Airbus A400M Atlas achieves first operational airdrop
The French Armed Forces General Staff revealed that an A400M Atlas achieved its very first Air Delivery on September 18, 2019, on a theater of operations in the Saharan-Sahelian region as part of Operation Barkhane.
With the progressive withdrawal of the C-160R Transall that should be completed in 2023, and developmental delays affecting the A400M, airdrop capacities of the French military have been dangerously shrinking. “This year, the figures for airdrop capabilities will probably be the lowest in the last three years,” protested General Jean-Pierre Bosser, Chief of Staff of the Army, in a hearing with the National Assembly.
The alternative is to carry supplies by land. Such operations prove more complicated logistically, more demanding for vehicles in the rough Saharan-Sahelian terrain, and can prove more dangerous as soldiers are exposed to potential ambushes or IEDs. In May 2019, the French army had to carry out a convoy over more than 1,000 km (over 620 miles) to resupply its base in Kidal, northern Mali. A hundred vehicles and more than 200 soldiers were involved in the mission that lasted over a week.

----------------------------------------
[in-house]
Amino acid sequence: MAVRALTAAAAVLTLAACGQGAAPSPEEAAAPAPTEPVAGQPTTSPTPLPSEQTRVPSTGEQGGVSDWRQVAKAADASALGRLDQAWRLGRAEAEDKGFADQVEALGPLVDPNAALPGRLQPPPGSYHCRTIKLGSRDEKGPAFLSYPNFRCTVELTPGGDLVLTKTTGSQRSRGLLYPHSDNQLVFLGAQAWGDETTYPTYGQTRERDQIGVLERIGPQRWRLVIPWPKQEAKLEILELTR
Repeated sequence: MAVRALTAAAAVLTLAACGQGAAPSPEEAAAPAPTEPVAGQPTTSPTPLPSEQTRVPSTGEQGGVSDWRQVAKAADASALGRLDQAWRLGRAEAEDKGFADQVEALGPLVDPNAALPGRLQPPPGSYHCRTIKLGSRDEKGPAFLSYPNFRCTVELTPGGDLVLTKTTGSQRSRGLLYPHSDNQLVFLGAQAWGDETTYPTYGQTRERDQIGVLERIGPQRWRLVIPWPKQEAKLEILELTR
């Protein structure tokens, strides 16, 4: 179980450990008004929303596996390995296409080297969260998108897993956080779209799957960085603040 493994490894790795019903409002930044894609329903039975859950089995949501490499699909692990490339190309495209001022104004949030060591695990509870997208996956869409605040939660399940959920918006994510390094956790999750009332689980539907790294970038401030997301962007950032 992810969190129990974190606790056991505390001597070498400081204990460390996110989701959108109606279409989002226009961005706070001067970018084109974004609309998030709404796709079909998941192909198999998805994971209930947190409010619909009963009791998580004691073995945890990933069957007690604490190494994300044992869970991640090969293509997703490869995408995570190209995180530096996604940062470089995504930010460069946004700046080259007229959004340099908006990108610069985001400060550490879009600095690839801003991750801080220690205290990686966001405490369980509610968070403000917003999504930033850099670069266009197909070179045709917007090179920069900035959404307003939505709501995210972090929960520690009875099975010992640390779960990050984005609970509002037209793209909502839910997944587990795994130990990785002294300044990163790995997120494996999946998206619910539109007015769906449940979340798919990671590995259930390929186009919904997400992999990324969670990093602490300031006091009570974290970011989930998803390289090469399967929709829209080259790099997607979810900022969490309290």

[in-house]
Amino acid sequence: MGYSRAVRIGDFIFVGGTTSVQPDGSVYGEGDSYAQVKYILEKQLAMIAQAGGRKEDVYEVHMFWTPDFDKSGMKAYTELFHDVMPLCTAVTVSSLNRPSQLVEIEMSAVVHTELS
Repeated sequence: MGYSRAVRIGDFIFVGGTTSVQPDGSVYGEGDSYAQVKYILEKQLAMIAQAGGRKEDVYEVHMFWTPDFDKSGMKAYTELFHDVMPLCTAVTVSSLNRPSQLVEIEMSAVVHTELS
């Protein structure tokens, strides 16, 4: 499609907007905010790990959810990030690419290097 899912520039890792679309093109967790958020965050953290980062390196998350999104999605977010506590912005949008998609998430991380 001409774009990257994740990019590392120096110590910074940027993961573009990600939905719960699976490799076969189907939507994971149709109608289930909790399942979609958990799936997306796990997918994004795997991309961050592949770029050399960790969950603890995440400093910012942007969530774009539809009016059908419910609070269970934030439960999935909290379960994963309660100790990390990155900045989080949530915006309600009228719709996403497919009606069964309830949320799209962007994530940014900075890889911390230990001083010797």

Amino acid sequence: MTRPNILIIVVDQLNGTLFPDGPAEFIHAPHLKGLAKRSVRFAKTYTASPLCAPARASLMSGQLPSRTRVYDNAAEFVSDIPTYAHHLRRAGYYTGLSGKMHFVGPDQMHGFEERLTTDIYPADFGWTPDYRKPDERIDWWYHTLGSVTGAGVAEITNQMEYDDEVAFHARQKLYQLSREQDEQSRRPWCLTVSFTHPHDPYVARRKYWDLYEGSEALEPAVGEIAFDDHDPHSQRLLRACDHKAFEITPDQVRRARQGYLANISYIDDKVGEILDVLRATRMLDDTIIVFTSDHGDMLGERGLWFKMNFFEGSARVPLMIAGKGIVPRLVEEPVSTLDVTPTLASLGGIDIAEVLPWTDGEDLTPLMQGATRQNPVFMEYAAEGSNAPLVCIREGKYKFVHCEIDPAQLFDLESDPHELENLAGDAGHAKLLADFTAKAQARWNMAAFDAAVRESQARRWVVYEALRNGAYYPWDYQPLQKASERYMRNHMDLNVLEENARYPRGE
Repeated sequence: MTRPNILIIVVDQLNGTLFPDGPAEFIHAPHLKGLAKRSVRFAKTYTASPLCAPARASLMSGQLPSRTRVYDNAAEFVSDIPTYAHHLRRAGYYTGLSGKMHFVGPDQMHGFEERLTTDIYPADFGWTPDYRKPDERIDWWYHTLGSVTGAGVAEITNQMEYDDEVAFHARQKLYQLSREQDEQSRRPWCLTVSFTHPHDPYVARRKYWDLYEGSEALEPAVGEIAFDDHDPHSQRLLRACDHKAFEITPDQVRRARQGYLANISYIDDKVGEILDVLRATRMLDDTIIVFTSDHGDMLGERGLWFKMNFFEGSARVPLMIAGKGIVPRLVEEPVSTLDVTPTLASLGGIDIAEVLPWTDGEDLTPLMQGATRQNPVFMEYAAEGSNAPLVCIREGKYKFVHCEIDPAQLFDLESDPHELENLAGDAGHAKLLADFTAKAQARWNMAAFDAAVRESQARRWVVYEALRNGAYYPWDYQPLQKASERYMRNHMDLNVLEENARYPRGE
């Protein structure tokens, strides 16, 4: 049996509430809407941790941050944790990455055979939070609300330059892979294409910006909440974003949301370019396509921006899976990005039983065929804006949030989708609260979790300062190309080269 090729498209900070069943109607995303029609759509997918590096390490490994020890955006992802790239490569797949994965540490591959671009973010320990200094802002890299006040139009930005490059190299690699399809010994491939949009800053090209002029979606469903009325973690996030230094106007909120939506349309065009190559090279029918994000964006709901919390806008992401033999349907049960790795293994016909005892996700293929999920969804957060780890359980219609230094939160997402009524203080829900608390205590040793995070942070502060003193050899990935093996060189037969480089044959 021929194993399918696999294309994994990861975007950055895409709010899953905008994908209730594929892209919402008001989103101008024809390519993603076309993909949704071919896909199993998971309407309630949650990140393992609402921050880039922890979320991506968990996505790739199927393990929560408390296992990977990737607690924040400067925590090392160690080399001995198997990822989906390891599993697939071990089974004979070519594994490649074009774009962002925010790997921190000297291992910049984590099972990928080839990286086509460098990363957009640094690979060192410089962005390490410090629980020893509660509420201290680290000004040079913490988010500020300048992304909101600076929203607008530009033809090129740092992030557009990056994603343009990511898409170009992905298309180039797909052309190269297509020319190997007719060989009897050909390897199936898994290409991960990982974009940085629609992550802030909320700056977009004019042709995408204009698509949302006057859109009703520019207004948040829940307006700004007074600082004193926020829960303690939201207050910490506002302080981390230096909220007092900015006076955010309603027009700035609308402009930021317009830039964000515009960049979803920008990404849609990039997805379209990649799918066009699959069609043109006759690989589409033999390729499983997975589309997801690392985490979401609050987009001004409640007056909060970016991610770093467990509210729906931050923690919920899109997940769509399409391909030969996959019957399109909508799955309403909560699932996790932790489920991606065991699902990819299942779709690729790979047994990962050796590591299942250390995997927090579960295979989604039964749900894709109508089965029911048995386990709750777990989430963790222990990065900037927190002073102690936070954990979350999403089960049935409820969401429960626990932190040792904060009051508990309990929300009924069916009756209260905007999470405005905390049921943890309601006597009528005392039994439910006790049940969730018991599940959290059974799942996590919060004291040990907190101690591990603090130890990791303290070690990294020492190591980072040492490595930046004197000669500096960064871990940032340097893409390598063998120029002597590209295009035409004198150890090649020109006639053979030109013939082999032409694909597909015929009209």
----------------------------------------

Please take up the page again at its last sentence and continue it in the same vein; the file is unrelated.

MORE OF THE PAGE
This situation could change soon for the better. The French Armed Forces General Staff announced in its latest operational debriefing that two test airdrops were successfully carried out by an A400M under the supervision of the Centre d’expertise aérienne militaire (CEAM), the French aeronautical research and test center, on September 18 and 20, 2019.
Pallets containing food and water, a total of 30 tons (60,000 pounds) of supply, were delivered to Kidal base. “In addition to its speed, the carrying capacity of the A400M and its elongation allow to deliver far and in large quantities,” according to the General Staff statement, which also highlighted that air delivery was “a secure and fast means of supply that was a real asset for ground troops.
According to Airbus, the A400M can airdrop up to 25 tons (55,100 pounds) of containers or pallets through gravity and parachute extraction. Its cargo hold can house two Tiger attack helicopters or even an armored infantry fighting vehicle. The transport aircraft can also act as a refueler.
It is already certified to service the Dassault Rafale, the Eurofighter Typhoon, the Panavia Tornado, and the Boeing F/A-18, as well as other tankers such as the C295, the C-130, and even another A400M for buddy refueling. It is undergoing certification by the French Directorate General of Armament for helicopter refueling. So far, France has received 15 A400M Atlas out of the 50 it has on order.
The French military will also be able to count on the four Lockheed Martin C-130Js it ordered. The last one should be delivered in 2020. Smaller than the A400M, Lockheed‘s best-seller can still airdrop loads of up to 19 tons (42,000 pounds).
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